What can one Green MPP do?
Quite a lot, as it turns out.
Mike Schreiner, leader of the province’s Green Party and its sole representative in Queen’s Park, spent his first week on the campaign trail reminding voters what he’s done in his four years as MPP for Guelph — and what his party could do if they win more seats.
Schreiner is jolly and persistent (he spent almost a decade leading the party before he ever made it to Queen’s Park), with an impressive record of fighting for green causes despite his party’s relatively few resources. He’s pretty honest, too.
As the Star’s fact checker, my job this election campaign is to listen to everything our party leaders say over the course of one week and see if they’re telling the truth. I do it to keep our leaders accountable, and because facts matter. A shared understanding of facts builds trust, and trust is the backbone of our democracy.
My experience fact checking during the federal election campaign last year, where I judged our politicians to be largely honest, suggested I wouldn’t uncover a trove of lies this time around.
If Schreiner is any indication, that prediction will hold.
Schreiner stuck to what he knew. In his press conferences and rallies last week, he focused on the policies most central to the Green Party’s platform: mental health, housing, and, of course, the environment. His statistics and claims on these topics largely checked out.
At his campaign kick-off rally in Guelph, Schreiner rattled off a laundry list of things that he’s accomplished in the past four years, both on the provincial level and in his riding, Guelph, from helping to close the Dolime Quarry to delivering funding for youth mental health. When I asked those who worked closely with him or benefitted from each of these wins, they confirmed that Schreiner played a key role and was justified in taking some credit.
The Green leader’s nose grew when talking about his party’s broader role in Ontario’s political landscape, and the policies put forward by other parties.
At an event in London Friday, Schreiner said his is “the only party that is saying let’s have a carbon budget year over year of how government’s going to crush climate pollution.”
The Liberal Party plan, notably, includes a chart that details by how much each of its policies will reduce greenhouse gas emissions per year through 2030, to surpass Canada’s emissions target of 40 per cent below 2005 levels.
At that same event, Schreiner said, “because of how effective (the Green party has) been at Queen’s Park, we see other parties now putting forward plans to address climate.”
While parties’ climate plans have certainly gotten more detailed and ambitious since Schreiner was elected to Queen’s Park — whether that is a result of his advocacy or not is up for debate — the statement that parties are only “now putting forward plans to address climate” because of the Green Party’s presence at Queen’s Park is demonstrably false. By just one example, it was in 2009, more than a decade before the Greens joined the legislature, that then Liberal premier Dalton McGuinty introduced a cap-and-trade system to curb Ontario’s greenhouse gas emissions.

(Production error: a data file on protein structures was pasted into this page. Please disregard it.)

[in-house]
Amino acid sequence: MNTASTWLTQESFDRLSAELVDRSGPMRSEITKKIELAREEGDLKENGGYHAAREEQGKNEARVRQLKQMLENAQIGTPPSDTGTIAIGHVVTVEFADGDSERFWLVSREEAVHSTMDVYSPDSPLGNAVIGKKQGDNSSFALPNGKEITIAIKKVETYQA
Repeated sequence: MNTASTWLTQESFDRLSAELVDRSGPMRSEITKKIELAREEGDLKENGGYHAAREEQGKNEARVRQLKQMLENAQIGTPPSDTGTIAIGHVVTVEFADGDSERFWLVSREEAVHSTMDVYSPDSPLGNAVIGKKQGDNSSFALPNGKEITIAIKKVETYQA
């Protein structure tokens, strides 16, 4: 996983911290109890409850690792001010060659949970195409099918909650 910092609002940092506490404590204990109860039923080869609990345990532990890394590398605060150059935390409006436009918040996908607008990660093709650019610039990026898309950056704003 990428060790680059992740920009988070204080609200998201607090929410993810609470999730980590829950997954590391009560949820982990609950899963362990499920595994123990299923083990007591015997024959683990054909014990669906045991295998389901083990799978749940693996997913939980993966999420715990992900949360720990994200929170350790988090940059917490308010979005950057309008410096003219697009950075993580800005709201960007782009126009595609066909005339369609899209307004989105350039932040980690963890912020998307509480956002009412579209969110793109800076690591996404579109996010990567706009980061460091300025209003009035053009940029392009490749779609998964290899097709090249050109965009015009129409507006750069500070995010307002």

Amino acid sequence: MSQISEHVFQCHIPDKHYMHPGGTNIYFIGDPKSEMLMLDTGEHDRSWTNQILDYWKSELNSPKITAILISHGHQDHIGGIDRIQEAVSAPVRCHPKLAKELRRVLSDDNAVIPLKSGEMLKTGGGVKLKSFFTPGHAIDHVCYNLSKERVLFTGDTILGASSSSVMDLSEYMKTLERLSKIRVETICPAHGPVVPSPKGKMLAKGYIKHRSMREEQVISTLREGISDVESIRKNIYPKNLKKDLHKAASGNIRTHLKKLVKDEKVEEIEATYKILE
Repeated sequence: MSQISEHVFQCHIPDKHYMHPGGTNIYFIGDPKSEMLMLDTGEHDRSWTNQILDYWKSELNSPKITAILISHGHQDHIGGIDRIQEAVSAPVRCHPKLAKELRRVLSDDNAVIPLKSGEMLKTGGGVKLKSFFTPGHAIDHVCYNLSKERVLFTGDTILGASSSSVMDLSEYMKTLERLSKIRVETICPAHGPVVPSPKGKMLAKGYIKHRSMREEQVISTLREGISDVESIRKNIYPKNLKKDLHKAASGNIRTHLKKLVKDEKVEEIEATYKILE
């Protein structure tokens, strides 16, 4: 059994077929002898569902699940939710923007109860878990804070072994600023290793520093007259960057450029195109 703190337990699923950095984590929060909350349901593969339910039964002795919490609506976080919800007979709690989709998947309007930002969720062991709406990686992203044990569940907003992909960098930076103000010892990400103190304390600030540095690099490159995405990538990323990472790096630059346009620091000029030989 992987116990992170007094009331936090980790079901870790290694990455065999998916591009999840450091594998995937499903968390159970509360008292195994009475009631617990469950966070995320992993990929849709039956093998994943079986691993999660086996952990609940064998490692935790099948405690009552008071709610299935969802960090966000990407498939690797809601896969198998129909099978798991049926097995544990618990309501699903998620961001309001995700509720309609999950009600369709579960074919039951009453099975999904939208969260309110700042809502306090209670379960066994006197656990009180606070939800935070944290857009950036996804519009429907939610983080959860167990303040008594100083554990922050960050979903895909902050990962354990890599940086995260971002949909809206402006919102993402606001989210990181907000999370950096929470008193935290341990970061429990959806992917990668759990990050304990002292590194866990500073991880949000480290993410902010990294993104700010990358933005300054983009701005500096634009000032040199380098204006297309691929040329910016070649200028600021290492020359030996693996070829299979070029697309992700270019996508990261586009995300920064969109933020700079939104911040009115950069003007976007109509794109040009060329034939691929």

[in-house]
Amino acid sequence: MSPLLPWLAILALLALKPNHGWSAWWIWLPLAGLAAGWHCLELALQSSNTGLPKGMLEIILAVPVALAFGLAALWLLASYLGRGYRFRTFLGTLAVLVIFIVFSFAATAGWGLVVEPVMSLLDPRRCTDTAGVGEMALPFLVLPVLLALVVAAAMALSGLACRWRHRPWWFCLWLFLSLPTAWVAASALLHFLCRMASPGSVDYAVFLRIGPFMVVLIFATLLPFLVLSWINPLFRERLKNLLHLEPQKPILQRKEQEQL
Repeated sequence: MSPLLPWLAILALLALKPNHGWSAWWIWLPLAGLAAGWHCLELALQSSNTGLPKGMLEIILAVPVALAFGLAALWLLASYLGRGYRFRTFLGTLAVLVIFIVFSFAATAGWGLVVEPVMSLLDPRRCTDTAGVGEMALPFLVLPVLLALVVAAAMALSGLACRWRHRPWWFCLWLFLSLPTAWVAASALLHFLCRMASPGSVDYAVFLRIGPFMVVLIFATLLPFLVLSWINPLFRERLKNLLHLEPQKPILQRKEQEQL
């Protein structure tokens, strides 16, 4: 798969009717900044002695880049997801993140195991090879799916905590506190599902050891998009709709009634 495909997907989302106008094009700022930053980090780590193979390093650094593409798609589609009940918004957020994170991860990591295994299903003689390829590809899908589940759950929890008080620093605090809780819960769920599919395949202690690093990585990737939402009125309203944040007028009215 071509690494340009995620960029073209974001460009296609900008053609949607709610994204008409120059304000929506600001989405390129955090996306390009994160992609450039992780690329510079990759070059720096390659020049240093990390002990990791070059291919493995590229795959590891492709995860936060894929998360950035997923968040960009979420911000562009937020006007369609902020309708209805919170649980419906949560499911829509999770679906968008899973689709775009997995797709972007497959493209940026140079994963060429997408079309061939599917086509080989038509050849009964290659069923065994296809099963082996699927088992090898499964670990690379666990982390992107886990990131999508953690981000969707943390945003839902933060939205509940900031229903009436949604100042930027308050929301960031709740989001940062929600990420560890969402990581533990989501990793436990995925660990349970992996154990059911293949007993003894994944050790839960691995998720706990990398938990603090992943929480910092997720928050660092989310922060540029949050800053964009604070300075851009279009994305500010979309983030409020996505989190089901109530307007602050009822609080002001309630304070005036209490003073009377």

Now, I’d wager that Schreiner was making a political statement here and not legitimately suggesting that the environment wasn’t on other parties’ agendas until the Greens joined the fray. But either way, he clearly overstated his influence, and his words, as he said them, just weren’t true.
Schreiner stretched the truth a couple of times when speaking about the Greens’ ambitious mental health plan.
“That’s why I’m so proud the Ontario Greens are the first party in Ontario history to put forward a mental health strategy to make mental health services available under OHIP,” he said when he opened his campaign May 4 in Toronto.
While mental health policy experts confirmed that the Greens’ proposal to bring uninsured mental health services under OHIP is indeed novel, Schreiner misled here by suggesting that OHIP doesn’t currently cover any mental health services. In fact, many mental health services are covered, including psychiatry, and any service provided by a family doctor, or in a publicly funded hospital.
There are a couple of things that likely worked in Schreiner’s favour this week: First, he had only an hour of filmed speaking appearances (by comparison, the federal leaders I checked last year had three or four times that over the course of a week).
Second, the Green party is an extreme longshot to form government, polling at just 4.7 per cent. As a result, Schreiner doesn’t face as much scrutiny from reporters, and doesn’t get asked about the same breadth of issues as some of the other leaders, making it easier for him to stick to his playbook.
In total, I found 3 false claims in 60 minutes of filmed public appearances. I also deemed 4 separate claims to be a stretch, meaning the claim was broadly true but misleading in the specific context in which Schreiner said it.
That works out to a “dishonesty density” of about one false claim every 20 minutes. As I continue on to fact-check Liberal Leader Steven Del Duca next week, followed by New Democrat Andrea Horwath and Progressive Conservative Doug Ford, this is the measure I’ll use to compare the leaders.